The assorted finds of Artefact Publishing
I now have a patched version of Mozilla which uses Pango to display difficult scripts. This is good, because now I can see lots of Hindi pages the way they are meant to be. It is also good (but not as much) because it has shown up a bug: Mozilla seems to regard Sanskrit as a language whose script is western. It’s easy to appreciate that this is not in fact the case.
But wait, you say, what about those times when I transliterate the Sanskrit in devanāgarī into the Roman alphabet (with accents)? Surely then the Sanskrit is in a western font? Well, yes, and there we see the problem with associating languages with scripts. Really, the two should be kept completely distinct, and the browser should keep track of what font you wish to use for which Unicode code range (say, for devanāgarī, or Arabic script). All solved, right?
Well, sadly, no, that wouldn’t do either. Unicode’s handling of Chinese and Japanese scripts uses the same code points for characters which are common to both. However, despite this commonality, they are meant to be handled differently depending on which language is using the character. Make sense? In short, it puts a big obstacle in the way of separating script from language, and that can’t be good.
That said, I make no judgement on the handling of CJK in Unicode, given that I know next to nothing about the languages, their native scripts, nor the Unicode treatment and history thereof.
The main thing, though? I can use that Mozilla build to actually see the Sanskrit I sprinkle around here displayed correctly (provided I set the right western font, which makes the English rather hard to read). That is a very good thing indeed.
Posted by jamie at 15:41+13:00 | Comments (9) | Permalink
It seems Saint Isidore of Seville is the patron saint of computers and the Internet. He has his own plastic figure (it glows in the dark). There’s a bit more about his writings and the basis for his appointment (or future appointment? It’s not entirely clear) as patron of computers, and some of the twenty volumes of his Etymologiae is available online.
Posted by jamie at 11:37+13:00 | Comments (0) | Permalink
In my continuing attempts to reduce the number of books I own, yesterday I bought a few more. Particular highlights include :
Monier-Williams’s English-Sanskrit Dictionary — which includes as the translation for the substantive ‘bopeep’ “पितृपुत्रकयोः क्रीडाविशेषो यत्र पिता बालविनोदार्थं सन्त्रस्त इव स्वमुखगोपनं कृत्वा पश्चात् सन्त्रासनार्थम् अकस्माद् बालकमुखनिरीक्षणं करोति”. This is a description, of course.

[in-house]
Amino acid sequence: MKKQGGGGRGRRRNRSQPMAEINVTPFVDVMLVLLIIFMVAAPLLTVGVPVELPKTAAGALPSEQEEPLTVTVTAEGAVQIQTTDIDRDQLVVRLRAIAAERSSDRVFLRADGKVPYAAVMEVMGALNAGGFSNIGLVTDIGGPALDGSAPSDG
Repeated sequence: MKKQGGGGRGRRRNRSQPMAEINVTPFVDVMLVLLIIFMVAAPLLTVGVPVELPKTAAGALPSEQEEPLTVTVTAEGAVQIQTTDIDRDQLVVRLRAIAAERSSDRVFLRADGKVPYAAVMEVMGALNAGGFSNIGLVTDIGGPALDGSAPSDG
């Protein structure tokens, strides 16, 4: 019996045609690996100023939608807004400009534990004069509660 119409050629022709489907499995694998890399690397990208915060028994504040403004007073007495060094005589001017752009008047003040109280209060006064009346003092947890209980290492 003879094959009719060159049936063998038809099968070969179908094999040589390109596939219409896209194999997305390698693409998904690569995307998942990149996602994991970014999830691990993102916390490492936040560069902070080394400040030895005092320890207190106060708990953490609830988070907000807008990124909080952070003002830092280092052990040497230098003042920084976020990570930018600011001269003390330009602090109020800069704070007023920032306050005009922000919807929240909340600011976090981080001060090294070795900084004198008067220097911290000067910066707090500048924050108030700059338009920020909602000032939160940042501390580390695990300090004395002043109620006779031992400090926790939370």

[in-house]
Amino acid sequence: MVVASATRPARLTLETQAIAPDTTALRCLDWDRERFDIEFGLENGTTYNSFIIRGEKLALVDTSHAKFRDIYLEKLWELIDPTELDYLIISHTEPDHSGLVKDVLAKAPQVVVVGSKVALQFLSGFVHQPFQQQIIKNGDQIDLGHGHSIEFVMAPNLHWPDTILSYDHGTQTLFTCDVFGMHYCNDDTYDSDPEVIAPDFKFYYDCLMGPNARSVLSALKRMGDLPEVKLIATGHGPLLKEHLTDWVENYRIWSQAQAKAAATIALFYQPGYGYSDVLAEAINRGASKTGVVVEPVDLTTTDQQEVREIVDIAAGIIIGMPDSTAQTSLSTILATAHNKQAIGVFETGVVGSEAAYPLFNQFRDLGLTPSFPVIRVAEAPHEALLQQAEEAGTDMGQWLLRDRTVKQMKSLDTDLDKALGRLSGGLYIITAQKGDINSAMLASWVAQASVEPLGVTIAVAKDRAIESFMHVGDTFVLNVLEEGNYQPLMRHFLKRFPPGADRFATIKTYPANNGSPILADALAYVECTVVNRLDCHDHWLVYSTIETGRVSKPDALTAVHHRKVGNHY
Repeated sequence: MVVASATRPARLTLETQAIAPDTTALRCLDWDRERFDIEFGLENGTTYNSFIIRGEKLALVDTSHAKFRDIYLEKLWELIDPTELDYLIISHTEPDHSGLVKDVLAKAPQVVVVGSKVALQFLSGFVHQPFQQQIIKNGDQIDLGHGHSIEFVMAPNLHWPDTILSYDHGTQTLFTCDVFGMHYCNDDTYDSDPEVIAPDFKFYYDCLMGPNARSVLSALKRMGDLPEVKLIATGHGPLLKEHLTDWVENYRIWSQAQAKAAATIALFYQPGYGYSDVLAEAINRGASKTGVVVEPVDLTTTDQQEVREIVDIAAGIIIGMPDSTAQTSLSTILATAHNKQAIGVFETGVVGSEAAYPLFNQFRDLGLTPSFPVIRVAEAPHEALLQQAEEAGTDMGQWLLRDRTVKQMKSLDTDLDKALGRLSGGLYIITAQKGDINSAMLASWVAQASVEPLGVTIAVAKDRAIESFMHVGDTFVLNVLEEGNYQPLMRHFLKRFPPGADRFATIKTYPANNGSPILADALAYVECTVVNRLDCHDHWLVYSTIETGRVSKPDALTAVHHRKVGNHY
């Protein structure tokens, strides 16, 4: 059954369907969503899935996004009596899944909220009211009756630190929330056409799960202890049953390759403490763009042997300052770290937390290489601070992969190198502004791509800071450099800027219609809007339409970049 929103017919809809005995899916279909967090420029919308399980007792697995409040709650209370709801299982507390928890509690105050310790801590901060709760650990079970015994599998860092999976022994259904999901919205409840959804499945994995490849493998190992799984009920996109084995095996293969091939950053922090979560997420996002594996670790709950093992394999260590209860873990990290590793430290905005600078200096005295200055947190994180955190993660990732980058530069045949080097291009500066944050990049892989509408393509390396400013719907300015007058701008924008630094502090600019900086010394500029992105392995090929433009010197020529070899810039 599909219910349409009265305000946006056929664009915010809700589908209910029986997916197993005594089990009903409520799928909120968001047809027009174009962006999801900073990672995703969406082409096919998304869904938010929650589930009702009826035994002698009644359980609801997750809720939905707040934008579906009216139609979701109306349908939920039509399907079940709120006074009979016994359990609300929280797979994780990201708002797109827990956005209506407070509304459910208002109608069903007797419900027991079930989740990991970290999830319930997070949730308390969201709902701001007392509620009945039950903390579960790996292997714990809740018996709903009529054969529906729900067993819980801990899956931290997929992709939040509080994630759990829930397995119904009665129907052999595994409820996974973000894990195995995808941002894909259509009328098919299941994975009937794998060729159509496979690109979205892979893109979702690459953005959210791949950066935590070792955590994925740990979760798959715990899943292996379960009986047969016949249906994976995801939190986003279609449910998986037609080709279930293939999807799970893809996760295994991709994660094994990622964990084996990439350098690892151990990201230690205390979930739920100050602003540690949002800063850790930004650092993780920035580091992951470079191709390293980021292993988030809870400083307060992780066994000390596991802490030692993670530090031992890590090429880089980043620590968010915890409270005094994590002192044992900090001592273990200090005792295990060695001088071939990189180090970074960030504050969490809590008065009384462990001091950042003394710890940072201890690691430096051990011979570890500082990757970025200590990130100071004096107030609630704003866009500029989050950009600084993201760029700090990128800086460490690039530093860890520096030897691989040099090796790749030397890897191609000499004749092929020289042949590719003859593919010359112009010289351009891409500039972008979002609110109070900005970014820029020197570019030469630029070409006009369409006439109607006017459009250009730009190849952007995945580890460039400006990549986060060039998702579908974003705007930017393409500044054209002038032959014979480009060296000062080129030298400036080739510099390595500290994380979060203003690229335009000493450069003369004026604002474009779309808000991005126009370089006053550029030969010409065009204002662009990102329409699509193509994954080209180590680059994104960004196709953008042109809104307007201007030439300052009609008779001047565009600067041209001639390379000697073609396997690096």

MacDonell’s A Vedic Grammar for Students.
Lunt’s Old Church Slavonic Grammar — of which it was written that “[i]t is indeed the herald of a renewal of instruction in Old Church Slavic”. And indeed, this is the fifth edition.
Lysaght’s Material towards the Compilation of a Concise Old Church Slavonic-English Dictionary — a thesis from Victoria University of Wellington. When I remarked on this to Jeremy (the eventual recipient of this item and the last), he said, “Those were the days!”. And indeed, today there is no Russian department there at all.
In case you think I showed no restraint, I did not purchase a coloured, large edition of the Ramāyāna, nor a grammar of the Dravidian languages.
Posted by jamie at 10:41+13:00 | Comments (8) | Permalink
Here’s a photo of the kuṭī (hut) I lived in for much of my time at Wat Pah Nanachat. It’s actually quite hard to see clearly, but it will have to do.
The white sign in the full image says “NO ENTRY”, with (I assume) the Thai equivalent above. It didn’t seem to deter the Thai workers from going to and fro in the course of digging a drainage ditch nearby, nor the dogs we temporarily gained at one point. Perhaps the Thai does say something else.
Posted by jamie at 14:44+13:00 | Comments (0) | Permalink
Those of you who read this blog because I write it, rather than because you’re interested in the various arcana, lamentations over technology, and cave trolling I post, are invited to a picnic next Saturday (24 January) at the Soundshell in the Botanic Gardens, from 12:30.
Posted by jamie at 10:40+13:00 | Comments (3) | Permalink
The phrase “suspension of disbelief” (more fully “willing suspension of disbelief”) comes up a lot when people write about Tolkien and Middle-earth. Here’s what Tolkien himself had to say about that phrase, from his essay On Fairy‐Stories:
But this does not seem to me a good description of what happens. What really happens is that the story‐maker proves a successful ‘sub-creator’. He makes a Secondary World which your mind can enter. Inside it, what he relates is ‘true’: it accords with the laws of that world. You therefore believe it, while you are, as it were, inside. The moment disbelief arises, the spell is broken; the magic, or rather art, has failed. You are then out in the Primary World again, looking at the little abortive Secondary World from outside. If you are obliged, by kindliness or circumstance, to stay, then disbelief must be suspended (or stifled), otherwise listening and looking would become intolerable. But this suspension of disbelief is a substitute for the genuine thing, a subterfuge we use when condescending to games or make-believe, or when trying (more or less willingly) to find what virtue we can in the work of an art that has for us failed.